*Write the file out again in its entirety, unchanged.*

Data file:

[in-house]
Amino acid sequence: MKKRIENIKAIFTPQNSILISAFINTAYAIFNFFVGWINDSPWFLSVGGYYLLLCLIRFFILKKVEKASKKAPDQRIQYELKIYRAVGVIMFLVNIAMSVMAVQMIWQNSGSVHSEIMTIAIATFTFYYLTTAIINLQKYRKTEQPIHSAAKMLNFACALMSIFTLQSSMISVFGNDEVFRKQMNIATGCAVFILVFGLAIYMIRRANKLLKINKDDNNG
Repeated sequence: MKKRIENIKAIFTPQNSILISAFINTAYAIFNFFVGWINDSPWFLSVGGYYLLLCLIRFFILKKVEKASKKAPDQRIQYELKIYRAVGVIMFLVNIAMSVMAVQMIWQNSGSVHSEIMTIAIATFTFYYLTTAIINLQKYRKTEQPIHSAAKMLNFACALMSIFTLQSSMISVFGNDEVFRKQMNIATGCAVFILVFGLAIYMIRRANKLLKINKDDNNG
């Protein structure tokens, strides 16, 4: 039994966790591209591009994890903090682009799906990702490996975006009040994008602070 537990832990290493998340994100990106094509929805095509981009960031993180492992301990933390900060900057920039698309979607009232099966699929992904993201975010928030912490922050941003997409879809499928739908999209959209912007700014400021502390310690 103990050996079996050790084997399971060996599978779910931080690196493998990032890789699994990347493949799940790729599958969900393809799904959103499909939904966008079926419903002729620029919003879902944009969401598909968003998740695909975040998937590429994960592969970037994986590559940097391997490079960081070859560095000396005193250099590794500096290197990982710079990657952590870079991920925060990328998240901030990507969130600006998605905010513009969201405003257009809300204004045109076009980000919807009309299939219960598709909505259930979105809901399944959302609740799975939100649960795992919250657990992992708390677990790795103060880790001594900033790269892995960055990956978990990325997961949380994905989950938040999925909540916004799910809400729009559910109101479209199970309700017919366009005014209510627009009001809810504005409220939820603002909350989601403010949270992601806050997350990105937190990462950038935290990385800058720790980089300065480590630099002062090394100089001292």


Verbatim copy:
[in-house]
Amino acid sequence: MKKRIENIKAIFTPQNSILISAFINTAYAIFNFFVGWINDSPWFLSVGGYYLLLCLIRFFILKKVEKASKKAPDQRIQYELKIYRAVGVIMFLVNIAMSVMAVQMIWQNSGSVHSEIMTIAIATFTFYYLTTAIINLQKYRKTEQPIHSAAKMLNFACALMSIFTLQSSMISVFGNDEVFRKQMNIATGCAVFILVFGLAIYMIRRANKLLKINKDDNNG
Repeated sequence: MKKRIENIKAIFTPQNSILISAFINTAYAIFNFFVGWINDSPWFLSVGGYYLLLCLIRFFILKKVEKASKKAPDQRIQYELKIYRAVGVIMFLVNIAMSVMAVQMIWQNSGSVHSEIMTIAIATFTFYYLTTAIINLQKYRKTEQPIHSAAKMLNFACALMSIFTLQSSMISVFGNDEVFRKQMNIATGCAVFILVFGLAIYMIRRANKLLKINKDDNNG
């Protein structure tokens, strides 16, 4: 039994966790591209591009994890903090682009799906990702490996975006009040994008602070 537990832990290493998340994100990106094509929805095509981009960031993180492992301990933390900060900057920039698309979607009232099966699929992904993201975010928030912490922050941003997409879809499928739908999209959209912007700014400021502390310690 103990050996079996050790084997399971060996599978779910931080690196493998990032890789699994990347493949799940790729599958969900393809799904959103499909939904966008079926419903002729620029919003879902944009969401598909968003998740695909975040998937590429994960592969970037994986590559940097391997490079960081070859560095000396005193250099590794500096290197990982710079990657952590870079991920925060990328998240901030990507969130600006998605905010513009969201405003257009809300204004045109076009980000919807009309299939219960598709909505259930979105809901399944959302609740799975939100649960795992919250657990992992708390677990790795103060880790001594900033790269892995960055990956978990990325997961949380994905989950938040999925909540916004799910809400729009559910109101479209199970309700017919366009005014209510627009009001809810504005409220939820603002909350989601403010949270992601806050997350990105937190990462950038935290990385800058720790980089300065480590630099002062090394100089001292």